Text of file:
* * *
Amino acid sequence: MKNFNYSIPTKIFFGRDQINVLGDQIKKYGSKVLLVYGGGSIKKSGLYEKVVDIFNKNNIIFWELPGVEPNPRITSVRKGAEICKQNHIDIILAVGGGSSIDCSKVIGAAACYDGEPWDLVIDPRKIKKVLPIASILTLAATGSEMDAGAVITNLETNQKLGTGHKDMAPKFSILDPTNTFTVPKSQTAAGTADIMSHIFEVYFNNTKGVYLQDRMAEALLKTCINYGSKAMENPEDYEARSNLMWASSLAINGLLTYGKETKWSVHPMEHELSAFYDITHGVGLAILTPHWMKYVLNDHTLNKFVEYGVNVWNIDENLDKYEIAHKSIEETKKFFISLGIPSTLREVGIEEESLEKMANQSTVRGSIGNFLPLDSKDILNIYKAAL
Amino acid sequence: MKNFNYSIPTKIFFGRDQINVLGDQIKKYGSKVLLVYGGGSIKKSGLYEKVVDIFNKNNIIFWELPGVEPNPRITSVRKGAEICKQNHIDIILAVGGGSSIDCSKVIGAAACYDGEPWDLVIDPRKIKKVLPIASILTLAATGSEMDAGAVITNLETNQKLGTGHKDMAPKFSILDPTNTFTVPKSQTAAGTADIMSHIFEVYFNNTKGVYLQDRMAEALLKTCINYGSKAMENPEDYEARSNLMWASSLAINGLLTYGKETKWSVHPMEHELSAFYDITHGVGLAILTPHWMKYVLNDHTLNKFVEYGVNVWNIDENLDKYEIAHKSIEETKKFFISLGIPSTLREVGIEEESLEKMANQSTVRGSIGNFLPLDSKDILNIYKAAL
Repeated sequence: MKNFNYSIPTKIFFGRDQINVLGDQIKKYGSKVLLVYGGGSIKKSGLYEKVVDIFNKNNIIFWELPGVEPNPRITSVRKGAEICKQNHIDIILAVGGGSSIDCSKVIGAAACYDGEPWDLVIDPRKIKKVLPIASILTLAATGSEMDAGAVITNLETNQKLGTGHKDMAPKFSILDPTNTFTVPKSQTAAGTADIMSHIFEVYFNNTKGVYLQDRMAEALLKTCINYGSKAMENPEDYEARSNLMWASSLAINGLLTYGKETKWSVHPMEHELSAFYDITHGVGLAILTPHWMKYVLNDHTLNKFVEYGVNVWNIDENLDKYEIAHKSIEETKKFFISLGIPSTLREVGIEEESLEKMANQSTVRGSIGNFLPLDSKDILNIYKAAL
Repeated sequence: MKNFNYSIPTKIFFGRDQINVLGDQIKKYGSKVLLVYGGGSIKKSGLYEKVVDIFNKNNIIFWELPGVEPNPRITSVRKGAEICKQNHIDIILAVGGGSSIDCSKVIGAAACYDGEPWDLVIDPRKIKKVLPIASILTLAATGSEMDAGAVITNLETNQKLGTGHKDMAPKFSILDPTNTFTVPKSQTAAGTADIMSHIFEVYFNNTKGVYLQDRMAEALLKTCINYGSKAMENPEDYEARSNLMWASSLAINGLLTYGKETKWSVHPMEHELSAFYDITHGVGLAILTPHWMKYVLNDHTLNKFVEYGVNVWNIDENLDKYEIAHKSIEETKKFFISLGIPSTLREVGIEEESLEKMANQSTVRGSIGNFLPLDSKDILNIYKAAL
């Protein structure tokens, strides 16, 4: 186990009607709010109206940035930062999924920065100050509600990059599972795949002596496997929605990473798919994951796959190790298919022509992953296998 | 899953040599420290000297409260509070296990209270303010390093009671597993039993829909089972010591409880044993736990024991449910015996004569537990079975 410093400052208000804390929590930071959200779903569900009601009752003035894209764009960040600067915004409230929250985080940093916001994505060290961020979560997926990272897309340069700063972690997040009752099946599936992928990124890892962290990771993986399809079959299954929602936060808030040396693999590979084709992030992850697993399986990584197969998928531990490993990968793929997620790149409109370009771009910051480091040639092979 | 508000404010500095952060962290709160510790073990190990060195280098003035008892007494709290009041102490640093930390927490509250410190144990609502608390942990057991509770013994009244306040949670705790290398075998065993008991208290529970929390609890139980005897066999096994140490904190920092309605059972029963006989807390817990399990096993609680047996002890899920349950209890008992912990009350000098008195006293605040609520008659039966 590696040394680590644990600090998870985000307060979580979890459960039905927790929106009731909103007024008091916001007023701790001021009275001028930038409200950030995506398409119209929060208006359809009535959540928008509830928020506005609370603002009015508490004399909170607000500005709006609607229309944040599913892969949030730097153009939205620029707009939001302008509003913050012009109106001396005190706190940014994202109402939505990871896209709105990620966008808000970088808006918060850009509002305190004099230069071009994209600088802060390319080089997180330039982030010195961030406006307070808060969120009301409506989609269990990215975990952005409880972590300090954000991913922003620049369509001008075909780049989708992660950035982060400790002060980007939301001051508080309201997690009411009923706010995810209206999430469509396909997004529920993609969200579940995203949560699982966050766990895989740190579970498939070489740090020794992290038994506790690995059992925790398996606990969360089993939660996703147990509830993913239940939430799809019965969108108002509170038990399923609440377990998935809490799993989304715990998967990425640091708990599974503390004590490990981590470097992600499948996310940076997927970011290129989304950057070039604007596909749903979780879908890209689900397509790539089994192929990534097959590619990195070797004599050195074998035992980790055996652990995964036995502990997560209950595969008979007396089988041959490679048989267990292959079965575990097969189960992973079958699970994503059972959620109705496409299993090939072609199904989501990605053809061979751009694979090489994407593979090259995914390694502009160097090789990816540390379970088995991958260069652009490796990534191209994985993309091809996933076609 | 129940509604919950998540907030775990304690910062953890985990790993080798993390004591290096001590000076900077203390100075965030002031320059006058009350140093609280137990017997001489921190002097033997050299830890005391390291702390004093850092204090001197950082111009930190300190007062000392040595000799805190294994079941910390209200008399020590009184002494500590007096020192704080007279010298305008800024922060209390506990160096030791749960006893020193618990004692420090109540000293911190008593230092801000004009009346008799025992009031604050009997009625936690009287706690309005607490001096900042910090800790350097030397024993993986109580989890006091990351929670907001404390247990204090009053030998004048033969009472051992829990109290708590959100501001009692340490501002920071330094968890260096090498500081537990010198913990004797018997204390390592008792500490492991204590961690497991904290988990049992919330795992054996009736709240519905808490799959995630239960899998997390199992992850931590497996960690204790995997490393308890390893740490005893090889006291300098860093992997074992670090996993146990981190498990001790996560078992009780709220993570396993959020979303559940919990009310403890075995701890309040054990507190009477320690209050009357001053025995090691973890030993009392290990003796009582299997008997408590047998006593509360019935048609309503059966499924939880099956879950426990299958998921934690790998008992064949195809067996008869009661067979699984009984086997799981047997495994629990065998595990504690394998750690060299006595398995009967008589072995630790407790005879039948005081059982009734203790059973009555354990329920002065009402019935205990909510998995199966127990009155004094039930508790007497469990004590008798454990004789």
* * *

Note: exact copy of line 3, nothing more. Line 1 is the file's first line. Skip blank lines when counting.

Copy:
Repeated sequence: MKNFNYSIPTKIFFGRDQINVLGDQIKKYGSKVLLVYGGGSIKKSGLYEKVVDIFNKNNIIFWELPGVEPNPRITSVRKGAEICKQNHIDIILAVGGGSSIDCSKVIGAAACYDGEPWDLVIDPRKIKKVLPIASILTLAATGSEMDAGAVITNLETNQKLGTGHKDMAPKFSILDPTNTFTVPKSQTAAGTADIMSHIFEVYFNNTKGVYLQDRMAEALLKTCINYGSKAMENPEDYEARSNLMWASSLAINGLLTYGKETKWSVHPMEHELSAFYDITHGVGLAILTPHWMKYVLNDHTLNKFVEYGVNVWNIDENLDKYEIAHKSIEETKKFFISLGIPSTLREVGIEEESLEKMANQSTVRGSIGNFLPLDSKDILNIYKAAL